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ARS Home » Midwest Area » Ames, Iowa » National Laboratory for Agriculture and The Environment » Agroecosystems Management Research » Research » Publications at this Location » Publication #318633

Research Project: MANAGING AGRICULTURAL WATER QUALITY IN FIELDS AND WATERSHEDS: NEW PRACTICES AND TECHNOLOGIES

Location: Agroecosystems Management Research

Title: Simulating woodchip bioreactor performance using a dual-porosity model

Author
item Jaynes, Dan
item Moorman, Thomas - Tom
item Parkin, Timothy
item Kaspar, Thomas - Tom

Submitted to: Journal of Environmental Quality
Publication Type: Peer Reviewed Journal
Publication Acceptance Date: 1/4/2016
Publication Date: 4/25/2016
Citation: Jaynes, D.B., Moorman, T.B., Parkin, T.B., Kaspar, T.C. 2016. Simulating woodchip bioreactor performance using a dual-porosity model. Journal of Environmental Quality. 45(3):830-838. doi: 10.2134/jeq2015.07.0342.

Interpretive Summary: Nitrate in the Nation's surface waters has been a persistent health and ecological problem. The major source of nitrate in the Midwest is tile drainage from agricultural row crops. Bioreactors - soil trenches filled with wood chips or other organic material - have been shown to be effective in removing much of the nitrate from tile drains. While we understand in general how these bioreactors function, we do not have the detailed understanding that would allow for effective designs and predictions of their nitrate removal capacity over time. In this study, we installed and measured for two years nitrate removal of a bioreactor filled with woodchips. We showed that a computer model we modified could accurately predict nitrate removal by the bioreactor. The modeling approach used here will help other researchers develop accurate models for bioreactors that will allow for better design and determination of bioreactor performance. This research will be of value to researchers, action agencies at the state and federal level, NRCS, and farmers across the Midwest.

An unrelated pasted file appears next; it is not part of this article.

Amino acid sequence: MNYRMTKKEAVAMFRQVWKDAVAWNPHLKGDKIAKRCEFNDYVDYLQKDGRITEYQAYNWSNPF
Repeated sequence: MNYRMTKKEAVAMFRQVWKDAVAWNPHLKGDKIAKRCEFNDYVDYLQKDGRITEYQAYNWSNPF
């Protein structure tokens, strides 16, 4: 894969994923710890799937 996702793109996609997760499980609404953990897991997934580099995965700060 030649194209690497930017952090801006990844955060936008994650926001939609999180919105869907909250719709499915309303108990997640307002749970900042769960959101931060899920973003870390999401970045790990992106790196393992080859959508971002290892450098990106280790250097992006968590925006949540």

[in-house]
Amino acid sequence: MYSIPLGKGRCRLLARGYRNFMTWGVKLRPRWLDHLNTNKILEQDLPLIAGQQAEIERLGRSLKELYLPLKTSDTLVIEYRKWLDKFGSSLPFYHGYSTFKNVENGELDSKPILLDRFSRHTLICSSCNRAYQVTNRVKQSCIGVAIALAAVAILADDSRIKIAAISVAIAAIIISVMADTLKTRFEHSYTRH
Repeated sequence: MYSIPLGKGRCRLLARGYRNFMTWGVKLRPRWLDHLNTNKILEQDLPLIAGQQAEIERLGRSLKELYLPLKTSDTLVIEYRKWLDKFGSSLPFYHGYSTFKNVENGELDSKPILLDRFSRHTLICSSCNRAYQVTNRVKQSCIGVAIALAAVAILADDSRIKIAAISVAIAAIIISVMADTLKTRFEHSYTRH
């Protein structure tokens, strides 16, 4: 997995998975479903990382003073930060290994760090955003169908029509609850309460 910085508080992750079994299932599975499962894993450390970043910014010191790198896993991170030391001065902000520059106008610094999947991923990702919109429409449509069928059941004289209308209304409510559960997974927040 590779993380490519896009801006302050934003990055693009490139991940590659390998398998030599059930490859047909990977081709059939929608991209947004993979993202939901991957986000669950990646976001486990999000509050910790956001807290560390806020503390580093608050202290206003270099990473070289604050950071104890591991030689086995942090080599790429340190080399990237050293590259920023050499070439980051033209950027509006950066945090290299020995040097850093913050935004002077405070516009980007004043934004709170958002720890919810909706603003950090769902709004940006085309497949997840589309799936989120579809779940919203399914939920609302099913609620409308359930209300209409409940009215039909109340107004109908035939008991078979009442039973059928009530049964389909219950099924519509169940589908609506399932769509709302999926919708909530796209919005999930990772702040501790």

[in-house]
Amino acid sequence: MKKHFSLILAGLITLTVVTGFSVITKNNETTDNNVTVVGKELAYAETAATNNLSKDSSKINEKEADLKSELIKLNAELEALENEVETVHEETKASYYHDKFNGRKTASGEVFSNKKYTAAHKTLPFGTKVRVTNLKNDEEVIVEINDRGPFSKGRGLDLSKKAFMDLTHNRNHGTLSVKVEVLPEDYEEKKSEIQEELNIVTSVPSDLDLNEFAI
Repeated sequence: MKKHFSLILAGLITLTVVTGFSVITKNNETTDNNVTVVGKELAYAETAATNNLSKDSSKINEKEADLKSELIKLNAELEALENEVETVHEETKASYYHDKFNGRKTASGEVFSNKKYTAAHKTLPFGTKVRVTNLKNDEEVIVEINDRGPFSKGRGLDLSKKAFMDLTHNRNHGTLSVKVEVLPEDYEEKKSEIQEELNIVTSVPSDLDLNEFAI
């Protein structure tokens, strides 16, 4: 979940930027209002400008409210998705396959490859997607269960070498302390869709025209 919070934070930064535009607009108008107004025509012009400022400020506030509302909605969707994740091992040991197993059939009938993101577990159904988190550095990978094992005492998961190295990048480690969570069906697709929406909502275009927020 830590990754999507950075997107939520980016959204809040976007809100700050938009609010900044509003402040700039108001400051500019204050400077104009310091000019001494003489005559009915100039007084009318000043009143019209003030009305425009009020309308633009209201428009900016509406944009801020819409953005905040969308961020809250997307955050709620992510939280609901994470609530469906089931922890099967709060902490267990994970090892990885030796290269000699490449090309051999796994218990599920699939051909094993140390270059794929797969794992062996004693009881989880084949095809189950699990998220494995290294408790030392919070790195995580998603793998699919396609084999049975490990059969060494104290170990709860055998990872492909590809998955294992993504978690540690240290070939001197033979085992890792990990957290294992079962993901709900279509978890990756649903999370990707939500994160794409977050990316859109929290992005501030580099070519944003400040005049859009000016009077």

Technical Abstract: Nitrate in the Nation's surface waters has been a persistent health and ecological problem. The major source of nitrate is tile drainage from agricultural row crops. Denitrification bioreactors have been shown to be effective in removing much of the nitrate from tile drains. While we understand in general how these bioreactors function, we do not have the detailed understanding that would allow for proper designs and predictions of their performance over time. In this study, we installed and monitored the performance of a denitrificating bioreactor for two years. We adopted a computer model that describes the unique flow properties of the woodchips that compose bioreactors. We showed that the model is robust and can accurately simluate bioreactor performance. The modeling approach used here will help other researchers develop accurate simulation models for bioreactors that will allow for better design and determination of their overall performance. This research will be of value to researchers, action agencies at the state and federal level, NRCS, and farmers across the Midwest.